A major player in the fight against HIV/AIDS, Pepfar celebrates its 20th anniversary
US Secretary of State Antony Blinken speaks about Pepfar on World AIDS Day on December 2, 2022. AP - Jonathan Ernst
Text by: Simon Rozé Follow
The Presidential Plan for the fight against AIDS was launched in 2003 by US President George W. Bush with the aim of supporting countries, particularly in Africa, in their fight against the epidemic.
Two decades later, the program can boast many successes, but has also garnered some criticism.
Rarely has history offered an opportunity to do so much, for so many.
On January 28, 2003, George W. Bush addresses the US Congress for the annual State of the Union address.
Between two salvos of criticism against the Iraqi regime of Saddam Hussein, he announced the launch of the presidential plan for the fight against AIDS: Pepfar.
Fifteen billion dollars mobilized in five years to combat the HIV/AIDS epidemic on the African continent.
At the time, the information passed almost unnoticed, a few months before the outbreak of the war in Iraq.
However, 20 years later, Pepfar has become an indispensable tool in the fight against the epidemic.
The figures put forward by the organization measure the extent of the progress made.
Since 2003, more than 100 billion dollars have been mobilized and have saved 25 million lives.
At the same time, this funding has contributed to the training of 340,000 health workers.
Pepfar is one of the biggest, if not the biggest donor in the fight against HIV/AIDS
", abounds Pape Deme, head of advocacy for the Coalition Plus, which brings together international NGOs from fight against the epidemic.
Each year, Pepfar mobilizes its resources on the countries where they have the most impact, in particular in the regions of West and Central Africa, and in East Africa.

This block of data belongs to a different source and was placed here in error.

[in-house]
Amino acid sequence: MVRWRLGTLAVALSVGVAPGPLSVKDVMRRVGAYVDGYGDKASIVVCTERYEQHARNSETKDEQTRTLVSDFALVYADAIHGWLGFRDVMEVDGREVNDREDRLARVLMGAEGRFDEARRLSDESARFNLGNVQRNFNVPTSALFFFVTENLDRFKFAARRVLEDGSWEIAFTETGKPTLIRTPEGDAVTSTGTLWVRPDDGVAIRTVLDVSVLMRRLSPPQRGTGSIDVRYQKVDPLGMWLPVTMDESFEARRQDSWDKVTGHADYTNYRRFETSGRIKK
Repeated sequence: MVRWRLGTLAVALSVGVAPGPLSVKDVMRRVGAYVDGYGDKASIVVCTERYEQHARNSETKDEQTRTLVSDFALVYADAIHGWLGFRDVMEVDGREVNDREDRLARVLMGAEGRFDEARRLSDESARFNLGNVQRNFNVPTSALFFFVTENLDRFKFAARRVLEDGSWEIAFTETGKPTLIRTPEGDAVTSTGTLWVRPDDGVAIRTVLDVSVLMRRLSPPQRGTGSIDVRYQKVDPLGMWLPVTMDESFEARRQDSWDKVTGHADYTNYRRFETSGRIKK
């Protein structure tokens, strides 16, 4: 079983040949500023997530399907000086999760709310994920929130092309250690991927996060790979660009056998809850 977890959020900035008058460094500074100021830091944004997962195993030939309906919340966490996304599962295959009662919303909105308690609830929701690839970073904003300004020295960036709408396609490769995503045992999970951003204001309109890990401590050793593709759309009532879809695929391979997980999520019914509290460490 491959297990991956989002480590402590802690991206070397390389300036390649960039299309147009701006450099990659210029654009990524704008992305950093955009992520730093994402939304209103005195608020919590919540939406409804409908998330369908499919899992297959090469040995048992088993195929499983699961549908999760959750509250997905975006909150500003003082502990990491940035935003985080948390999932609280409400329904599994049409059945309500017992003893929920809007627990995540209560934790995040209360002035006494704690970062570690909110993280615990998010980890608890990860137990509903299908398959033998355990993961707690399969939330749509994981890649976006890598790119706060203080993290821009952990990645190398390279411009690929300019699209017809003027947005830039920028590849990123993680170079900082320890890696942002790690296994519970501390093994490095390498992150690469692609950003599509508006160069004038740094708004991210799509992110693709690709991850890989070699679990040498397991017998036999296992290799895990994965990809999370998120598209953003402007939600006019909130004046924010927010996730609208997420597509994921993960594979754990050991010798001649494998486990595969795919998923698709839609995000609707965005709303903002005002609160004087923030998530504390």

There is, however, a disparity, with the latter benefiting from much more advanced technologies and policies than the West African region lagging behind in terms of funding.
The ABC strategy criticized
The use of Pepfar funds in its history has indeed not been without criticism.
The massive amount of money made available has, for example, been able to destabilize local health systems by increasing pay disparities between NGO health workers who could earn up to twice as much as their public sector colleagues.
There is indeed this observation that there is a need for a new approach to Pepfar's programs to fill these disparities
", adds Pape Deme.
It is a fact that destabilizes the systems.
Pepfar was also widely criticized in its early years for its approach to prevention, which was then based on what is called the "ABC strategy" for "
Abstinence, Be faithful, use a Condom
which can be translated as " Abstinence, being faithful, using a condom”.
This strategy, for example, recommends the use of condoms only to high-risk groups and not to the general population.
Put forward by the American conservative religious right,
this approach reserved for the African continent has been much criticized.
, because it has had limited effectiveness in changing behavior, delayed the dissemination of risk prevention information, and undermined prevention programs for African youth.
This ABC strategy was nevertheless abandoned in 2008, in favor of scientifically validated programs, although it still survives at the margin in a few projects.
We must recognize this desire to change and to go directly to the needs and the different contexts
", adds Pape Deme.
All the same, there are still efforts to be made, because it remains an American system which is based on traditionalist foundations.
But we remain hopeful that these changes will continue and adapt to the context of the communities.
Ending the epidemic in 2030
Marker of these recent developments, the appointment of Dr. John Nkengasong as head of Pepfar in the summer of 2022 has been well received by civil society.
Born in Douala, this American-Cameroonian, virologist, previously headed the African Centers for Disease Control and Prevention.
It gives an image of Pepfar that is much closer to the needs and realities of African countries.
This is an important and very positive sign
”, approves Pape Deme.
At the head of Pepfar, John Nkengasong will have a heavy task reaffirmed by
the administration of Joe Biden last December
: to end the HIV/AIDS epidemic by 2030. The work to be done is however colossal, as
Winnie Byanyima reminded us .
on RFI on December 1,
World AIDS Day.
The head of UNAIDS believed that the recent crises of Covid-19, energy and the war in Ukraine compromised an already badly started fight: “
All of this is leading us in the wrong direction.
Let me say, however, that we were not moving fast enough even before these crises.
So we just have to pull ourselves together and double down.
She concluded: “
We are not going in the right direction.
AIDS is still there: 650,000 people died of it last year.
One every minute.
We must remember that it continues and that it will get worse if we relax our efforts.
We must continue the fight.
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